The Würzburger Residenz is a UNESCO World Heritage Site originally built between 1720 and 1744. The Rathaus (right) is a 14th Century building, but like the historic centres of many German cities it was severely damaged by allied bombs in 1945 (a firestorm on 16 March 1945 killed 5000 civilians). Fittingly, much of the historic centre was rebuilt. The Cathedral, moreover, has two examples of Riemenschneider’s extraordinary carvings.
We ate well at the Ratskeller before heading to the river and following the Main Radweg to Kitzingen. This takes riders principally through the historic town of Ochsenfurt. Just short of Kinzingen is the excellent riverside campsite. Kinzingen is another picture postcard town, the history of which is closely related to the Church, Würzburg and Napoleon.
Breakfast opportunities are considerable. It is also very cylcle friendly. First of all, if one has an e-bike – of which there are many to be seen on these cycle routes – there is a charging station. But more interestingly, there are secure luggage lockers (left) for cyclists!
The next section is has a lot to recommend it. The cycle route shares a railway line in the valley as it passess through Dollnstein and Solnhofen (a major part of the local economy is stone – stein – this influences many of the place names). Further on is Treuchtlingen. In the Kurpark, one finds the seemingly incongruously located steam locomotive rather forlornly dumped (right). The town itself was having a siesta when we passed through it (to be fair, it was very hot). But ultimately it is an old market town famous for handcrafts and silk. The aforementioned railway link to Ingolstadt and Munich, built in 1869, was key to the town’s industrial development. But there is a further significance, the railway station was bombed on 23 February 1945 by the allies. 300 people died on one train in the station. Maybe the forlorn locomotive fittingly commemorates that terrible event?
A little further along the river is Gunzenhausen, a resort on the Altmühlsee, a large inland lake (left). We camped there, breakfasting at a cafe on the shoreline. We then continued our tour north west towards Rothenburg ob der Tauber through Leutershausen and Colmburg. There is a bit of cross country to be done here and if you suitably miss the path, as we did, you can be diverted into villages that show some of the eccentricities of the Bavarians relating to their gardens (right). I cannot quite remember in which village this scene of life and fantasy was discovered. But it made the detour worthwhile.
A little further on, we found another village (left) that was not quite looking its best. I was expecting a sign saying something like “sorry we are not looking our best, come back in 6 months…please”.
We found ourselves in Gasthof zur Krone having coffee and Apfel Strudel in Leutershausen (the Gasthof kitchens in Bavaria are mostly closed between 1500 and 1800, there is little hot food to get). The landlord told us that rain was forecast for around 6pm and if we wanted to make it to Rothenburg before it came (we were keen to get the tent up before it set in) then we should take a short cut. The road that was recommended seemed rather substantial (st2249). But in the event, largely unused. A recommended detour. A bit more hilly, though.
And then Rothenburg itself. First we would say, if you want to visit the town, go direct. Do not follow the cycle track as it steeply descends into the valley and the way back up is tortuous. The town is significant in its history and is home to an amazing Tilman Riemenscheider alterpiece carving – something we discovered only on getting back and watching again Andrew Graham Dixon’s BBC documentary, The Art of Germany (though if we had read our guide close enough, we would also have known). Indeed there are many Riemenschneider carvings in Bavaria. We stopped off at two further churches containing examples of his work at Detwang (where we camped and pictured, above right) and a shade futher on the Herrgottskirche to the south of Credlingen on the L1005 (and don’t forget the Thimble Museum, below left).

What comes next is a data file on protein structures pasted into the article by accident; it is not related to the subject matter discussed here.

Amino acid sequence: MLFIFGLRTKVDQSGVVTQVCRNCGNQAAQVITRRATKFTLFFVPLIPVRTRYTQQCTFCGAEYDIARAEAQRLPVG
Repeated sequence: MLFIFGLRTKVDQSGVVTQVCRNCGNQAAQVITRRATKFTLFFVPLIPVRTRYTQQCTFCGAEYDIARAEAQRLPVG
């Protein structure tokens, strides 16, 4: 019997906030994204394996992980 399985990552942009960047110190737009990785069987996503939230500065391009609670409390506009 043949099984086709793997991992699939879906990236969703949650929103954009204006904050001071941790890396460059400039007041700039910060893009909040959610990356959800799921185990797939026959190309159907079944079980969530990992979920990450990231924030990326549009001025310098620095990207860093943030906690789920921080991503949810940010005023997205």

The campsite at Detwang is described elsewhere. With heavy rain we abandoned any idea of getting into Rothenburg and elected to eat in one of the Gastätte in the village. Monday and Tuesday are closing days for one of the restaurants. We had, therefore, no choice but to go to the Gasthaus Tauberstube (http://tinyurl.com/o2yhwsy) despite a note on the door saying reservations only for the evening. It was great, though traditional food. They were well prepared to offer us something vegetarian. And we drank some local wine. The next day we met the landlord in another cafe in Credlingen – he was clearly checking up on the local competition! He recognised us even though we were on a tandem and wearing our gear. We have to revisit Rothenburg. I think we now know where to stay.
Onward towards our next stop, Tauberbishofsheim through the attractive towns of Röttingen, Weikersheim (right) and significantly, Bad Mergentheim. The secret to its fortune is in the name. The area is rich in mineral springs and was found to be particularly useful in dealing with digestive disorders. The town also boasts a medieval castle with baroque church. But significantly, it feels like a real working town. Indeed over this stretch of the cycle path one cross the border into Baden-Württemberg, a culturally different place to neighbouring Bavaria. As one pushes further along the Tauber towards the confluence with the Main at Wertheim, it becomes more industrial and less twee. It is no worse for that.
Hence, one enters Tauberbishofsheim through a light industrial area; and whilst it is not unattractive in the centre, it feels much more lived in. There is no nearby campsite, though it is well frequented by cyclists as we discovered in the hotel in which we opted to spend the night.